He practised religiously for months, and finally mustered enough courage to perform his first magic show in public. His first trick was the classic (he himself tried to do it) 'pull the rabbit out of the hat' trick. He took out his hat, wand at the ready, and nervously uttered the magic words --

[baby voice] "Abba-kadabby"
Nothing happened. So he tried again.

The rabbit, still inside the hat, took it as an insult and refused to come out.

By now the rabbit was really annoyed. He came out, slapped him, and went back in. (Or maybe he used "Doofus Slap-acus". I'm really not too sure)

This was too much for the rabbit, who committed suicide.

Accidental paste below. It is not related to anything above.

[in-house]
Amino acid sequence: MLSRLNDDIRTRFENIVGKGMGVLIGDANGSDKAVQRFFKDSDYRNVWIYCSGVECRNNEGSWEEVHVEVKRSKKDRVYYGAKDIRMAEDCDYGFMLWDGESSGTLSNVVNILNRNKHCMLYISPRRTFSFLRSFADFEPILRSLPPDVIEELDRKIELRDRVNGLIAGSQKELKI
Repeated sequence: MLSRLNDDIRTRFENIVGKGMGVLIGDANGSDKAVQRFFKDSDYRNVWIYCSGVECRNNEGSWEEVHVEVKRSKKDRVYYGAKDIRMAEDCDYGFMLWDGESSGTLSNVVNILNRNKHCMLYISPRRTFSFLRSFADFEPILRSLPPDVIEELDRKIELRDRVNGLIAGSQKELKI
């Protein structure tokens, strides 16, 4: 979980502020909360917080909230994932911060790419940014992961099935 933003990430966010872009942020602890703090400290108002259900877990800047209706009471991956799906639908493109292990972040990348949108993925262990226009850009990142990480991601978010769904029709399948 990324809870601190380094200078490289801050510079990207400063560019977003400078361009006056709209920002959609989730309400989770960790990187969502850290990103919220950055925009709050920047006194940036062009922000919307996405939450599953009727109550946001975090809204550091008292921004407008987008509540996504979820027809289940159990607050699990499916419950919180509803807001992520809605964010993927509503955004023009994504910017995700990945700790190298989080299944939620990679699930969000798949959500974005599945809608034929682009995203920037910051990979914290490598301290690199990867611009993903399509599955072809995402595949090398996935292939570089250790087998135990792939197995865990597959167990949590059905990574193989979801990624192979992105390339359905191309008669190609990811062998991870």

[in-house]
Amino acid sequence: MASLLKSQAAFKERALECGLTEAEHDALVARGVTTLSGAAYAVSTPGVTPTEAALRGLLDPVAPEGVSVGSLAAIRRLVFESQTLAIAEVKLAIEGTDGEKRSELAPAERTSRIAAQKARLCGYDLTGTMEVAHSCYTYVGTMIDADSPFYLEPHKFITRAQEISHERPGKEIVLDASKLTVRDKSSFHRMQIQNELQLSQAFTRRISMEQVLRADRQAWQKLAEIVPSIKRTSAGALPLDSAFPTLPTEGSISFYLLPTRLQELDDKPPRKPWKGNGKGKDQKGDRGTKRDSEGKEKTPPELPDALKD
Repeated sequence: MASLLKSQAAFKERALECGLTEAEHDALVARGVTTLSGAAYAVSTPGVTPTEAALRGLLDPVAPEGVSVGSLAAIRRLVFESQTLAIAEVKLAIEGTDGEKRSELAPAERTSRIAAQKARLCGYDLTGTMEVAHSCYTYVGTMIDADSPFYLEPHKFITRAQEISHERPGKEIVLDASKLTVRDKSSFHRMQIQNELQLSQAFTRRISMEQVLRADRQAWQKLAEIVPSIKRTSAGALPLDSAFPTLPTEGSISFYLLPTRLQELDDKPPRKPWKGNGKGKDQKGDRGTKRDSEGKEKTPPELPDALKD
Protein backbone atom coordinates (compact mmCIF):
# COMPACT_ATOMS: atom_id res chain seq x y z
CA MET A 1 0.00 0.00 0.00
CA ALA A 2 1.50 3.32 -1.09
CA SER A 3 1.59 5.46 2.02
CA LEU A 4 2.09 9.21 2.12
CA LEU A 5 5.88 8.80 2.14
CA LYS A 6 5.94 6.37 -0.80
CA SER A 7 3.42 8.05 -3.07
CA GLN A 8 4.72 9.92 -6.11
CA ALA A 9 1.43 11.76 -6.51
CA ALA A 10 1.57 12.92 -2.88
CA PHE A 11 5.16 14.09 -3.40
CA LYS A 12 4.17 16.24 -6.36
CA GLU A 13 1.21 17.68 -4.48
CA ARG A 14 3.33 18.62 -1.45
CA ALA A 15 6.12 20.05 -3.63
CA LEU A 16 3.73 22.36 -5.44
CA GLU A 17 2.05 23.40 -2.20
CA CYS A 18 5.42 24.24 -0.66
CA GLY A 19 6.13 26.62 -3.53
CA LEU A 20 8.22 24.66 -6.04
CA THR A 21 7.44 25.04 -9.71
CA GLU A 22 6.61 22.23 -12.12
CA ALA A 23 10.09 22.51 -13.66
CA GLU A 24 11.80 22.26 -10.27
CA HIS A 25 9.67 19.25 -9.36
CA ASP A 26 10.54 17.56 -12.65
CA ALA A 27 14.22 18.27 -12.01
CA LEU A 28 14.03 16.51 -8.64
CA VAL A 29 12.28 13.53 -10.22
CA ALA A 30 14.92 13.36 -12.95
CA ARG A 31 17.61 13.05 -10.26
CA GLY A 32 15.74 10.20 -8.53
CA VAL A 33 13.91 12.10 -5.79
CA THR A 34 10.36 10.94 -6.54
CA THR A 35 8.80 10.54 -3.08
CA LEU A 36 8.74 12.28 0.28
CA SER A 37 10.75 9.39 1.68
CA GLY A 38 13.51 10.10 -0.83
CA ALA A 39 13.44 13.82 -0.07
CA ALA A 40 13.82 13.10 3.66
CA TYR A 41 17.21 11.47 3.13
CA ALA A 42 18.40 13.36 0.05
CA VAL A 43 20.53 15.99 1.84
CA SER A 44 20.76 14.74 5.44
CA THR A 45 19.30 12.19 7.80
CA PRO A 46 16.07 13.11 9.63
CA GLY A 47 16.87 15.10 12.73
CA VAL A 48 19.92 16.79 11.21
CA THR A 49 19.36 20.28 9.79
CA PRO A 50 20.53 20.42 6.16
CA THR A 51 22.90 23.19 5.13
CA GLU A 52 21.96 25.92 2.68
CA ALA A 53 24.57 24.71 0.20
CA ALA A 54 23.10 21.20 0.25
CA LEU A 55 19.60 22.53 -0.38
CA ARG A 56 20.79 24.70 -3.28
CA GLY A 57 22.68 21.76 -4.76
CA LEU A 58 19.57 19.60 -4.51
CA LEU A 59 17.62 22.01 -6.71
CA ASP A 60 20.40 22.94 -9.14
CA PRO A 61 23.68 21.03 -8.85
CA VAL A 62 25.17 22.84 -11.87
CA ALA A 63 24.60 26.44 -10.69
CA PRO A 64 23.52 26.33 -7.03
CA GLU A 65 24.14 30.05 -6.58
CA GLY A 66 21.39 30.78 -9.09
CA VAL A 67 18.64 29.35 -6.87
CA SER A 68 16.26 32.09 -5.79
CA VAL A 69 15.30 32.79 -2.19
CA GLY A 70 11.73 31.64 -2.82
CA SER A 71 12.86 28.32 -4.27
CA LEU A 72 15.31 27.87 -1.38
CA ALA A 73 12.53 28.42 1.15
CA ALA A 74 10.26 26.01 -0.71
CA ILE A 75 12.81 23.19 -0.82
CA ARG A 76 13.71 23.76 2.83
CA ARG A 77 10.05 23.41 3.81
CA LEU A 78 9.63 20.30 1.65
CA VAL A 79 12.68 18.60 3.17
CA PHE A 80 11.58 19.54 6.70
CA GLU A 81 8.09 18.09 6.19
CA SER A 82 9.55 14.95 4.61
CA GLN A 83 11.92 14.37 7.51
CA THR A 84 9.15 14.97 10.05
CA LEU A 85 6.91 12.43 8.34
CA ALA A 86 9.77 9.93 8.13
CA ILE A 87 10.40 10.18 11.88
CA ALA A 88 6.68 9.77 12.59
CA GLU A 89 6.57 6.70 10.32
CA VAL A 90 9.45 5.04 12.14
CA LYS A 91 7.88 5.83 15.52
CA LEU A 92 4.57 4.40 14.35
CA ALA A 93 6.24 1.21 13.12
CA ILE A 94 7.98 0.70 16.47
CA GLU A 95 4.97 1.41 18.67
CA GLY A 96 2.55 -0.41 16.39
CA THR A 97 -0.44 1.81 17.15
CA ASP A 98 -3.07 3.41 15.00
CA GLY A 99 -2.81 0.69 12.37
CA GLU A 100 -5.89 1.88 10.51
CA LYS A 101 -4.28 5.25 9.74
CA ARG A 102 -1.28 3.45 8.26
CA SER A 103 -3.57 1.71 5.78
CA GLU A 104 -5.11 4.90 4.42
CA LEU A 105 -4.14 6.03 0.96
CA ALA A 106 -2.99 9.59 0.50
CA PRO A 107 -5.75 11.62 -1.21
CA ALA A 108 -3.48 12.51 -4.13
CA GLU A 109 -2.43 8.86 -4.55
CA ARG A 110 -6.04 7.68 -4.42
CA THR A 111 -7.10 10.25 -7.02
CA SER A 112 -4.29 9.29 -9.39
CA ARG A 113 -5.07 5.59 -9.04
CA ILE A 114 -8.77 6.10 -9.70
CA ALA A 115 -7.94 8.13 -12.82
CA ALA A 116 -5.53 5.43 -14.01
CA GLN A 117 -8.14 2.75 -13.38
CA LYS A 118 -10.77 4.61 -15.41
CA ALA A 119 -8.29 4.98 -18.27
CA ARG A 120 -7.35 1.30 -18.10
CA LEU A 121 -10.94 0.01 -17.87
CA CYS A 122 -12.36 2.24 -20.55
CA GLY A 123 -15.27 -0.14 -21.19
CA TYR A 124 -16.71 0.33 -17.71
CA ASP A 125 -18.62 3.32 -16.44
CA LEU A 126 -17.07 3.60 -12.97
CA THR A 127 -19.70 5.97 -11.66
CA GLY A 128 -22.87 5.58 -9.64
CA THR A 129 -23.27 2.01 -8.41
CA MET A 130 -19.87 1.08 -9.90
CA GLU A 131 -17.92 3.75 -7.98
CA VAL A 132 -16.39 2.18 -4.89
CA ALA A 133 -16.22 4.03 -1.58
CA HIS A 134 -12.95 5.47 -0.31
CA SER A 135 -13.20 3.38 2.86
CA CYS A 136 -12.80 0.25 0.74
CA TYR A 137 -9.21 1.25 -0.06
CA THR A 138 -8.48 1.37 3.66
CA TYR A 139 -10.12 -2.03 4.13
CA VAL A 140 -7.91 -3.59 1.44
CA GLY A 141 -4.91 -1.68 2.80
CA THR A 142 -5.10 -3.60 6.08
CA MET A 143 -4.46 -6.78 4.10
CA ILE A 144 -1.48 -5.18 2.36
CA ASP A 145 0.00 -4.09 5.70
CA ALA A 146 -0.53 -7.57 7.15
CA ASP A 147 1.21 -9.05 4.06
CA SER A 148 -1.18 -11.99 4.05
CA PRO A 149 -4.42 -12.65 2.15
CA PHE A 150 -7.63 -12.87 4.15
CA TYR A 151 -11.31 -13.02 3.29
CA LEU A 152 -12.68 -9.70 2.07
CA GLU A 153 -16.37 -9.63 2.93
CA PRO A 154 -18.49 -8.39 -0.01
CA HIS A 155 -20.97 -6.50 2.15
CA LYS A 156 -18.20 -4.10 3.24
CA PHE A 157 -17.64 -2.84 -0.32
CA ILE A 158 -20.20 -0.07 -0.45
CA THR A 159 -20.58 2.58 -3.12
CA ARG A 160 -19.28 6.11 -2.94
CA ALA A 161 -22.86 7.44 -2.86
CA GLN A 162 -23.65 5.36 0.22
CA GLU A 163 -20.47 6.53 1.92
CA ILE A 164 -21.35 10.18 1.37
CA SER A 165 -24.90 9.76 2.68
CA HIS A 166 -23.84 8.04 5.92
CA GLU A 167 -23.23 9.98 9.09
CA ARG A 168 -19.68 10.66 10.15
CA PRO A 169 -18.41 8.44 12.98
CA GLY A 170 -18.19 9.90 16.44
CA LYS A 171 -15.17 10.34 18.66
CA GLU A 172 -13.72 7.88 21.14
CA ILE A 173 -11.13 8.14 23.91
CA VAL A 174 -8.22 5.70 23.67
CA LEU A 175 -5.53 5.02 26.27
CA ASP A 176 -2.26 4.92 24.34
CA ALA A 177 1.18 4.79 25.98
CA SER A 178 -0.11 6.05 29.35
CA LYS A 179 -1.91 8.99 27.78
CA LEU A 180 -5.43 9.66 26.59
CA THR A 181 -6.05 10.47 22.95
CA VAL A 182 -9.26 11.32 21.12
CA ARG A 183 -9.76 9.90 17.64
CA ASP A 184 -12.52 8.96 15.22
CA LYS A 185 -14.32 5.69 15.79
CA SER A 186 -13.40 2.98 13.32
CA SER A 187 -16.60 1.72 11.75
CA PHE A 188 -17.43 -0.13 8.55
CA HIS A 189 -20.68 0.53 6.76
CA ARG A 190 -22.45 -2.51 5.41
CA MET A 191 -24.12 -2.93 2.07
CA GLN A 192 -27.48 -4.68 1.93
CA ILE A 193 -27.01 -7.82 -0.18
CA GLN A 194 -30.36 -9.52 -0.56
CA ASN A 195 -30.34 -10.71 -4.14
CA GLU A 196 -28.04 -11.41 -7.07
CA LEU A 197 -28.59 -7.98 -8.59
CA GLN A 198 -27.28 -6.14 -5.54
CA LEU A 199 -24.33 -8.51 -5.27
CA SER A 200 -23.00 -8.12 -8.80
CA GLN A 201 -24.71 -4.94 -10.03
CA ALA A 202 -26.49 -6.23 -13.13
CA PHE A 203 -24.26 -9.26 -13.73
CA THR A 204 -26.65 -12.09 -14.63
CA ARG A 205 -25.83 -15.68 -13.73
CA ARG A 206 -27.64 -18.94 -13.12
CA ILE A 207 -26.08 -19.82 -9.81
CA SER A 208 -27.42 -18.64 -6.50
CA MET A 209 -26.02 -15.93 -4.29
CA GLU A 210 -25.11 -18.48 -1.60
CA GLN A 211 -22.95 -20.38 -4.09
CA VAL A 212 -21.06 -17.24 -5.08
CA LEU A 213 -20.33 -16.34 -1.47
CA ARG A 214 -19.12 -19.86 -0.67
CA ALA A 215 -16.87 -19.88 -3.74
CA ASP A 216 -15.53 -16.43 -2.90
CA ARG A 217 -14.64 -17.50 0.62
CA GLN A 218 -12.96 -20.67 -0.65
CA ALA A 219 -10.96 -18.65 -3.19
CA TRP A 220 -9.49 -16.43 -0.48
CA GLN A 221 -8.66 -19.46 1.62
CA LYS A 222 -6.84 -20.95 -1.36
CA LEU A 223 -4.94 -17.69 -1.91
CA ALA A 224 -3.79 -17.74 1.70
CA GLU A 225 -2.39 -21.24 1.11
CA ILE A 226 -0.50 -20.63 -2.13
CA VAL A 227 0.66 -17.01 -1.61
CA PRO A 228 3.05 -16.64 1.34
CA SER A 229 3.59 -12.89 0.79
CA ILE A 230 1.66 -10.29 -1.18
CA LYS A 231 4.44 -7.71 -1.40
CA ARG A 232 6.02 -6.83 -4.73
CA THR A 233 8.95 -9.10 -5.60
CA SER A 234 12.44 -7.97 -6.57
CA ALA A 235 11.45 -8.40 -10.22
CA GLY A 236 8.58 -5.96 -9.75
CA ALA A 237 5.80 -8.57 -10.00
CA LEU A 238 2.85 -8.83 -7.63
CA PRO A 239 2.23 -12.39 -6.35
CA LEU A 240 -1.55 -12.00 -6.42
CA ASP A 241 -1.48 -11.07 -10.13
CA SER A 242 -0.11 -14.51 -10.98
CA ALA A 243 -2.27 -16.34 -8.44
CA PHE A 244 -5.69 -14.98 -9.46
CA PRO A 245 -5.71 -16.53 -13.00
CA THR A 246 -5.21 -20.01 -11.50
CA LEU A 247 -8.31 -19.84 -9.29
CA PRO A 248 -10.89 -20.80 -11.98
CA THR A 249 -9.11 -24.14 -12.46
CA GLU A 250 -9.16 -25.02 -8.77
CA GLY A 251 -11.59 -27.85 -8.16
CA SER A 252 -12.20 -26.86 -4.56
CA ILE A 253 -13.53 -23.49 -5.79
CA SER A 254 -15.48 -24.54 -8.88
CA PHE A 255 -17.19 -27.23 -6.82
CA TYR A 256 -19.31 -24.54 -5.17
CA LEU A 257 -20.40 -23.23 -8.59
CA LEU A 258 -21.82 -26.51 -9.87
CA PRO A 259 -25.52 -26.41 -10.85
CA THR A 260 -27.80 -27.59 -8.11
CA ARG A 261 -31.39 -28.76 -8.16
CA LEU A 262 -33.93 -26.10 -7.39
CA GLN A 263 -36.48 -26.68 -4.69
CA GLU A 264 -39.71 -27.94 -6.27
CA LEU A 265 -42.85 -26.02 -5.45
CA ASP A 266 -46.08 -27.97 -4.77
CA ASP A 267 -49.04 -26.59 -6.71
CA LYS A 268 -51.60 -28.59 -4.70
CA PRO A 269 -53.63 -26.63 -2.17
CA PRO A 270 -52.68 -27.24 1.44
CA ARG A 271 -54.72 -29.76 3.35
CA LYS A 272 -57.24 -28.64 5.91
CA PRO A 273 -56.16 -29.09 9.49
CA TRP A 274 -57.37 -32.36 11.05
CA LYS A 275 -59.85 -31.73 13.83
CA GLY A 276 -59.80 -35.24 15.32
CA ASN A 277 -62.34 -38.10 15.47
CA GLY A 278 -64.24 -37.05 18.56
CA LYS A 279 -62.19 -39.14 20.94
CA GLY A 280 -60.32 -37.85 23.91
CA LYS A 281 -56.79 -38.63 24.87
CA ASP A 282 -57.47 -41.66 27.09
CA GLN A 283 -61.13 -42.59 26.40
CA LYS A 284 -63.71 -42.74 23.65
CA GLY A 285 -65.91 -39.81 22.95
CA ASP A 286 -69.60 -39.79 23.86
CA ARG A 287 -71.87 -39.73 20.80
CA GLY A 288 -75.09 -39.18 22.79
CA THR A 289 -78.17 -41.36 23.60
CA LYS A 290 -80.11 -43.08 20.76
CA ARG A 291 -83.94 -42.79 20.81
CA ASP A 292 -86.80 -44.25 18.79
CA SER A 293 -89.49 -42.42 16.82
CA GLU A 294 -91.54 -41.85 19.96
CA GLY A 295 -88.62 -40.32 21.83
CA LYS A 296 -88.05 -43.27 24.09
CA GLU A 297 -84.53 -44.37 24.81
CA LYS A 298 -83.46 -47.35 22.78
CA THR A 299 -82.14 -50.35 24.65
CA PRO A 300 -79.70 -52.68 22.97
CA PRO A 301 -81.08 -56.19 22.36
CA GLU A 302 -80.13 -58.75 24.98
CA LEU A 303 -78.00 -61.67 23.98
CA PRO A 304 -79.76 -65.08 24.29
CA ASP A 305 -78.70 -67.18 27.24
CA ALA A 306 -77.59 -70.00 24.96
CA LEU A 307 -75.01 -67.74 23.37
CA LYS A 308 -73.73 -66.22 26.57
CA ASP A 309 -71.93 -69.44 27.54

But everyone thought that the magic trick was intended to kill the rabbit, so they were under the impression that Voldemort had just invented the Killing Curse. Eventually he became so famous for it, that people urged him to take part in the annual May-Tricks event. On the day he decided to give in, his life took an abrupt turn. For, on that very day, the administrators of the event discovered something shocking.

[Somewhere in the 2x2 Matrix]

"Someone has hacked into the Matrix!", Ron exclaimed.

"I know! Mutating algorithms, Brute force, Chanel-5 force, nothing seems to be working. I think he has used some advanced sorting technique", Hermione shuddered.

"I really dunno what we can do. We need someone to help us. But who?", Harry wondered.

Just as he finished his sentence, Fox the faux Fawkes (who was actually a phoenix) swooped in (sporting coolers and a bandana) and dropped a ragged black object.